Three days. Three vetoes.

Gov. Roy Cooper announced late Friday, Aug. 23, that he vetoed Senate Bill 438, the Excellent Public School Act of 2019. 

Wednesday he vetoed House Bill 370, a measure requiring local law officers to cooperate with U.S. Immigration and Customs Enforcement officials who have issued detention orders on illegal immigrants who were being held in city or county jails. Thursday, he vetoed House Bill 645, a bill modifying billboard regulations.

Cooper has vetoed 35 bills since January 2017.

S.B. 438 aimed to improve Read to Achieve, the state’s K-3 literacy program tasked with improving low reading scores. The legislation, introduced by Senate leader Phil Berger, R-Rockingham, would establish individual reading plans, expand the Wolfpack WORKS program, align the literacy curriculum and instruction with Read to Achieve, as well as a few other provisions.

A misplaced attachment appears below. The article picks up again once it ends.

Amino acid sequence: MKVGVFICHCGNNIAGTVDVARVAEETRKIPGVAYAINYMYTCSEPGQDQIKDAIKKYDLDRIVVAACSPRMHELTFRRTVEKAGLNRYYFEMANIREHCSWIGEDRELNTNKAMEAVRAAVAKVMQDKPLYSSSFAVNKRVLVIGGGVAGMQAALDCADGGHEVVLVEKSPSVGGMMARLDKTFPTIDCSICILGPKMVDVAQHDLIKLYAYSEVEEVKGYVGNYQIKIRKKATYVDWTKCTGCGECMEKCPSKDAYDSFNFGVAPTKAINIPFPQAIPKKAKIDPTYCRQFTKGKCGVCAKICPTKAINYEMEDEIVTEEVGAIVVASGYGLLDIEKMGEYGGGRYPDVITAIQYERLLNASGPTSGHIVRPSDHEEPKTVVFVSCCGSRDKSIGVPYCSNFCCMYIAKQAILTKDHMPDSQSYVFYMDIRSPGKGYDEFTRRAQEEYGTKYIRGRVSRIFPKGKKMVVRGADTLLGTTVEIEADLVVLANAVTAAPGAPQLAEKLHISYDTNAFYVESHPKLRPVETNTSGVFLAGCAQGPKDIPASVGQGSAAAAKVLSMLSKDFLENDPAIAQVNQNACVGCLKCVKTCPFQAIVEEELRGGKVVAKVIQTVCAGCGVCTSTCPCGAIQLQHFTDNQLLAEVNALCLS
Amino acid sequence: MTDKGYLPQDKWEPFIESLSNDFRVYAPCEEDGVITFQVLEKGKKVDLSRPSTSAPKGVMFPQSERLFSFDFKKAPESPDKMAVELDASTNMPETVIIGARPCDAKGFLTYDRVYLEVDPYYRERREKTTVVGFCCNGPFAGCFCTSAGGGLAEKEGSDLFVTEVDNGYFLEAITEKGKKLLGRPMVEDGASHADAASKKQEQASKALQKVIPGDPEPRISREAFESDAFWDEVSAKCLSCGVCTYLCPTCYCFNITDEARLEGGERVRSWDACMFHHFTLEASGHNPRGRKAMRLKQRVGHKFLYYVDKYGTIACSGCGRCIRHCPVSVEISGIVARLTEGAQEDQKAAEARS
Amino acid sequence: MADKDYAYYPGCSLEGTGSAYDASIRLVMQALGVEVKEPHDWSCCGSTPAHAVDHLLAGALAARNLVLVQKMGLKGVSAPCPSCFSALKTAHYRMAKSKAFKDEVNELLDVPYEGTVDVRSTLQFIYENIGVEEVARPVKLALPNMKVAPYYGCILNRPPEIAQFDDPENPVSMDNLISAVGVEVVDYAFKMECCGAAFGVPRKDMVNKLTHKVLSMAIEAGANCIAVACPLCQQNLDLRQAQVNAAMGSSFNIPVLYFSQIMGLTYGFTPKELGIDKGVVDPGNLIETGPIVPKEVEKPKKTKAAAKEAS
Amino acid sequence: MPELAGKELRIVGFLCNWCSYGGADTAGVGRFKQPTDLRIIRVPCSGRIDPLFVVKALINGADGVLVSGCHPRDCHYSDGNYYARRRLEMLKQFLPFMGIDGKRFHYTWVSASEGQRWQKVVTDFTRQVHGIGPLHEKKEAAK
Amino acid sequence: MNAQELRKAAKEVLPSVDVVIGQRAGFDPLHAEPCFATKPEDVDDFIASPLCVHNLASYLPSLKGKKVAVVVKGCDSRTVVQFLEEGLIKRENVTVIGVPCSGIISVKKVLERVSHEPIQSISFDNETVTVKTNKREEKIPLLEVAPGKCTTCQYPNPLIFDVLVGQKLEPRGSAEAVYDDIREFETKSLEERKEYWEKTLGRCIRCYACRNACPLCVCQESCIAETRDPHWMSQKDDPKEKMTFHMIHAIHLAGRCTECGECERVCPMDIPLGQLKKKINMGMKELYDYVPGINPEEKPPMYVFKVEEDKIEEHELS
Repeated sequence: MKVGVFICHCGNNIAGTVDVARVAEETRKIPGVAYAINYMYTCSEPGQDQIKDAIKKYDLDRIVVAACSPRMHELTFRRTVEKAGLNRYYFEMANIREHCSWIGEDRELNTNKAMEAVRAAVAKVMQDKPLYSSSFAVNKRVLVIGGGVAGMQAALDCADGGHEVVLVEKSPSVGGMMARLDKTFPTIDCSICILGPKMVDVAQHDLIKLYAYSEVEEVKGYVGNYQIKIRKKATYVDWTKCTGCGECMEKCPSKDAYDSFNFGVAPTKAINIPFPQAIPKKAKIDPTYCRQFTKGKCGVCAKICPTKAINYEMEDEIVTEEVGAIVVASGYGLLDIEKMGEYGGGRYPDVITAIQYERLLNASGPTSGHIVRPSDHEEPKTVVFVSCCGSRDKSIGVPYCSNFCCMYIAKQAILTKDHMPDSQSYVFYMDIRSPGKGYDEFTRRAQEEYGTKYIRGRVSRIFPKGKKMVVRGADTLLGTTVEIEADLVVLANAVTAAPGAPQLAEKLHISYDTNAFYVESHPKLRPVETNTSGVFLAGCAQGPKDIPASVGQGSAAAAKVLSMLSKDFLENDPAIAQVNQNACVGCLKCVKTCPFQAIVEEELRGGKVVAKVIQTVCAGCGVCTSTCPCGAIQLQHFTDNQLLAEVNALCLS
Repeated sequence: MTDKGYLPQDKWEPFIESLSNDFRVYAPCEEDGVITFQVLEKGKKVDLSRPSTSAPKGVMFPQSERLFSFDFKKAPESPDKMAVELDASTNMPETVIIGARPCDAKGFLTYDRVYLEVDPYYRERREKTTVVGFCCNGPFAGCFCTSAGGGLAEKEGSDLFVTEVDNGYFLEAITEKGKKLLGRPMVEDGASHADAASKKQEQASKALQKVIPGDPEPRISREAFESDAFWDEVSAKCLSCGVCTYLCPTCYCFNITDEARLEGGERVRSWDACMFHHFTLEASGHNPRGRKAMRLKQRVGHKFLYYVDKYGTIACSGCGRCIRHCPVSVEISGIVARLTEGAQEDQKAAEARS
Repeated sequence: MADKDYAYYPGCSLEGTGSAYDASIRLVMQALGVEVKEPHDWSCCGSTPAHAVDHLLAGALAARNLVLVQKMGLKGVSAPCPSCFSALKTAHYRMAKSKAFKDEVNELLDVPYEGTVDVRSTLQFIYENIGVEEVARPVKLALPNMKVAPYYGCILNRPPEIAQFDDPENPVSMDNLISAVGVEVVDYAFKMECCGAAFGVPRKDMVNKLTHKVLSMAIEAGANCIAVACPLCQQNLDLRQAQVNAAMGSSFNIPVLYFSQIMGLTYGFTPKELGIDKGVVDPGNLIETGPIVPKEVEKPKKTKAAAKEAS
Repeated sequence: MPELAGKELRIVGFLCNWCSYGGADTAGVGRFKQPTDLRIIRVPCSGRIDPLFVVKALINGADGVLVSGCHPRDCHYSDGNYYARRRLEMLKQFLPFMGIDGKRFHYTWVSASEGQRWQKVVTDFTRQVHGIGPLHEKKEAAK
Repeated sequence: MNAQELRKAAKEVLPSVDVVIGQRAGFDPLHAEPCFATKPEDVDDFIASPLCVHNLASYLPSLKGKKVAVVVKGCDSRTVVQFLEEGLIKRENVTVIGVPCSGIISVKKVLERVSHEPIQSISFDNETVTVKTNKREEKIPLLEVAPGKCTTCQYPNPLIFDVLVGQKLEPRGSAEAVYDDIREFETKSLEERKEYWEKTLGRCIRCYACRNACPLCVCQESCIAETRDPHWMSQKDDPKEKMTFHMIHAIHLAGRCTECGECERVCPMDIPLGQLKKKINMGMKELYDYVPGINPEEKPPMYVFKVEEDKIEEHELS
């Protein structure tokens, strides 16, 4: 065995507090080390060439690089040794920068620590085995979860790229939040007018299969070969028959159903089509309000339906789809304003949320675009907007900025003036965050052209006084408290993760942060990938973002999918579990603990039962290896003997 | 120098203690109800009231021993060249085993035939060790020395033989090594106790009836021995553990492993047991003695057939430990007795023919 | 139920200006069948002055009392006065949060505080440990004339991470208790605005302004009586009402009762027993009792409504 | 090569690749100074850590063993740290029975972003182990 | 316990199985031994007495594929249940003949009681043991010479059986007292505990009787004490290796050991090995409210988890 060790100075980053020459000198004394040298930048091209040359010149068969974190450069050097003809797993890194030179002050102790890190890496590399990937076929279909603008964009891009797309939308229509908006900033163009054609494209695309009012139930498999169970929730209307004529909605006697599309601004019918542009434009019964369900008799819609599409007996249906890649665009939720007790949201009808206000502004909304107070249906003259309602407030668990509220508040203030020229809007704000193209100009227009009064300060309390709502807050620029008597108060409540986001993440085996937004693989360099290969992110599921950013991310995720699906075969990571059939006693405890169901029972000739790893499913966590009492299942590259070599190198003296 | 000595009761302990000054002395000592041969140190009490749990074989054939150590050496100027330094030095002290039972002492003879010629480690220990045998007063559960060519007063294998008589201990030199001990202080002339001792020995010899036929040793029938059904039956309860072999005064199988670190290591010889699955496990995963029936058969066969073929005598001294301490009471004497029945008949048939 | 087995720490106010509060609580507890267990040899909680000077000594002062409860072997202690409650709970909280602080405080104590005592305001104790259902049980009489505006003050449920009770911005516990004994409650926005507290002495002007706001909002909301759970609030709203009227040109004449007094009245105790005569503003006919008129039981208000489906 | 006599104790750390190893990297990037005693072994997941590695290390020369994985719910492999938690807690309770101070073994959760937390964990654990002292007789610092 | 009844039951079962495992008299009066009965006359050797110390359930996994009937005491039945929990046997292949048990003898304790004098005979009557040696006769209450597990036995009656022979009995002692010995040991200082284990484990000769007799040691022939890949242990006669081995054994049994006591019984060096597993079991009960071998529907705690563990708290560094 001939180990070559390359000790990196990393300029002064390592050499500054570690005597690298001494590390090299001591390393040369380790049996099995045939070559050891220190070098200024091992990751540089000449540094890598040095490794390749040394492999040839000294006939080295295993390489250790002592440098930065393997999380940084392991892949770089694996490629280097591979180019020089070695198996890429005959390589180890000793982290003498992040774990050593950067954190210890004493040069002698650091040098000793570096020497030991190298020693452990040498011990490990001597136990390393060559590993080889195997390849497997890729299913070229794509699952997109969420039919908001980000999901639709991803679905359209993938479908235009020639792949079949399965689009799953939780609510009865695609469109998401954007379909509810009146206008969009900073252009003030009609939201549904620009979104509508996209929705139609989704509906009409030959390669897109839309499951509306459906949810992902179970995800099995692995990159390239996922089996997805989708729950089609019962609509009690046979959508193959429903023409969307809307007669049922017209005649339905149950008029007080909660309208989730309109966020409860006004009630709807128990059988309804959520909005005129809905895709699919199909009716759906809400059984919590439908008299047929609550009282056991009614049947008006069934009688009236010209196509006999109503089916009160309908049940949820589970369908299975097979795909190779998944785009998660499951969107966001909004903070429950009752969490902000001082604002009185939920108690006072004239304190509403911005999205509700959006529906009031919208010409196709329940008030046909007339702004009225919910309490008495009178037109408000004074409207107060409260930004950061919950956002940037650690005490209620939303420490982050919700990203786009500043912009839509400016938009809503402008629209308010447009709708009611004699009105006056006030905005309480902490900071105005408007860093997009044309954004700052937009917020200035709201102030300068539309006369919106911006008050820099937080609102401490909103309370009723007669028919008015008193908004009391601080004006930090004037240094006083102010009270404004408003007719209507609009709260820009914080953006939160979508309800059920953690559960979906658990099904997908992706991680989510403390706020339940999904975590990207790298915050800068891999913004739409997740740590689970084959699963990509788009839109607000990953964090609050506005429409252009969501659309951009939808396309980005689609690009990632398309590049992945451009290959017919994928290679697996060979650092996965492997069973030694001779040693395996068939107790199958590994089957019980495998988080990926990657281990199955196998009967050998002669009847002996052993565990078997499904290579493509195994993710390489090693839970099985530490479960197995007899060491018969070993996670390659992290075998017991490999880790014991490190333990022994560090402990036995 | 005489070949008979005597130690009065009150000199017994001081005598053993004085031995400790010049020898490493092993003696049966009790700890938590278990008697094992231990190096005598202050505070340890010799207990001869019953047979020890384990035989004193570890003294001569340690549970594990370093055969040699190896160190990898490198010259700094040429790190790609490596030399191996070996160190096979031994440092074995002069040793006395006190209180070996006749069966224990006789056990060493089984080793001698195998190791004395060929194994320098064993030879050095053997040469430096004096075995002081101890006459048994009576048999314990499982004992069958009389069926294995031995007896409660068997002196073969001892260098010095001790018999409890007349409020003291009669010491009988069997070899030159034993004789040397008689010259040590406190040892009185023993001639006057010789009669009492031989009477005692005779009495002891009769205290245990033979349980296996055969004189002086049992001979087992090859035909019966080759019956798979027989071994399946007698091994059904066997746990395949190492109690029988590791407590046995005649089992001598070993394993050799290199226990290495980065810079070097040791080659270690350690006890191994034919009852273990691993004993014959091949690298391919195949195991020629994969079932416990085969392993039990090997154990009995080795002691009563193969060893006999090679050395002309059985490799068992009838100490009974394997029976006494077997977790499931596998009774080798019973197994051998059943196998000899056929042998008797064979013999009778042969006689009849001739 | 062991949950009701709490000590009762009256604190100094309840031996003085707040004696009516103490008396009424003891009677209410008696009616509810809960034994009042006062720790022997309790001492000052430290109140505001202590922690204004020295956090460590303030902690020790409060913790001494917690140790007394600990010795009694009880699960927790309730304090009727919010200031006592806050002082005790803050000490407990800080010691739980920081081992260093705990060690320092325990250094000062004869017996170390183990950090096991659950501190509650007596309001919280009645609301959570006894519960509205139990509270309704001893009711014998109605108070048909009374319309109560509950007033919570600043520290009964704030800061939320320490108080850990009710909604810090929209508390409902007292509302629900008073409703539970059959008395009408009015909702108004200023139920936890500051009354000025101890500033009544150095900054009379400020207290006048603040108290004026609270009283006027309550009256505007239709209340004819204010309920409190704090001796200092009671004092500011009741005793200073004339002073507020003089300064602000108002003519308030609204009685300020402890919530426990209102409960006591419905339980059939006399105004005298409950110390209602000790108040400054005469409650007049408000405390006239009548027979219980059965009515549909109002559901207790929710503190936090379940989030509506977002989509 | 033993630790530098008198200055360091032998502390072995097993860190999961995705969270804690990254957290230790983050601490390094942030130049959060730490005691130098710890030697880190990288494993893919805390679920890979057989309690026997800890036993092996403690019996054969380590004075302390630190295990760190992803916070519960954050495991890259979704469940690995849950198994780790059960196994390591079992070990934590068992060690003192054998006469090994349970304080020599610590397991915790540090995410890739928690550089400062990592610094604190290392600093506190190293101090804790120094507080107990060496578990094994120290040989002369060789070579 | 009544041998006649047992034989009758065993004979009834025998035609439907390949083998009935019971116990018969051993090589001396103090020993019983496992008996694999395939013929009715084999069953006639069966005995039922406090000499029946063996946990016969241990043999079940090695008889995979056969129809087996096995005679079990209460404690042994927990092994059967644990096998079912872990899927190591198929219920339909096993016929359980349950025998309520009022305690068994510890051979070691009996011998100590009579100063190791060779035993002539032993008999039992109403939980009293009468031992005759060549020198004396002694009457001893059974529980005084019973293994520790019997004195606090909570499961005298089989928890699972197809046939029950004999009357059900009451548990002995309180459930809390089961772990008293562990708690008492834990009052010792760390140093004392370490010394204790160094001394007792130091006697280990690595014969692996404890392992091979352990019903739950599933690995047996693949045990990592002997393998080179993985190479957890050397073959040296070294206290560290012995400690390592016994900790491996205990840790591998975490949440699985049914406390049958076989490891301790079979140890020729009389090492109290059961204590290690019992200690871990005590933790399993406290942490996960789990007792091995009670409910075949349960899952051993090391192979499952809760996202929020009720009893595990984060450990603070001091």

In his veto message, Cooper said S.B. 438 tries to put a Band-Aid on a program where implementation has clearly failed.

“Teaching children to read well is a critical goal for their future success, but recent evaluations show that Read to Achieve is ineffective and costly,” Cooper said. “A contract dispute over the assessment tool adds to uncertainty for educators and parents.”

Cooper’s comments allude to the ongoing dispute over how the contract for a reading diagnostic tool was awarded to Istation. 

Berger’s office fired off a response as soon as the news of the veto broke. Bill D’Elia, Berger’s spokesman, said the real reason Cooper vetoed S.B. 438 is because Berger is the primary sponsor.

“Blocking a kids’ reading program written in part by his own appointees is a clear failure of leadership from Governor Cooper and another black eye for an administration floundering in its attempt to govern our state,” D’Elia said in a statement.

On Aug. 8, the House passed S.B. 438 by a 68-48 margin. The Senate passed the measure 28-4.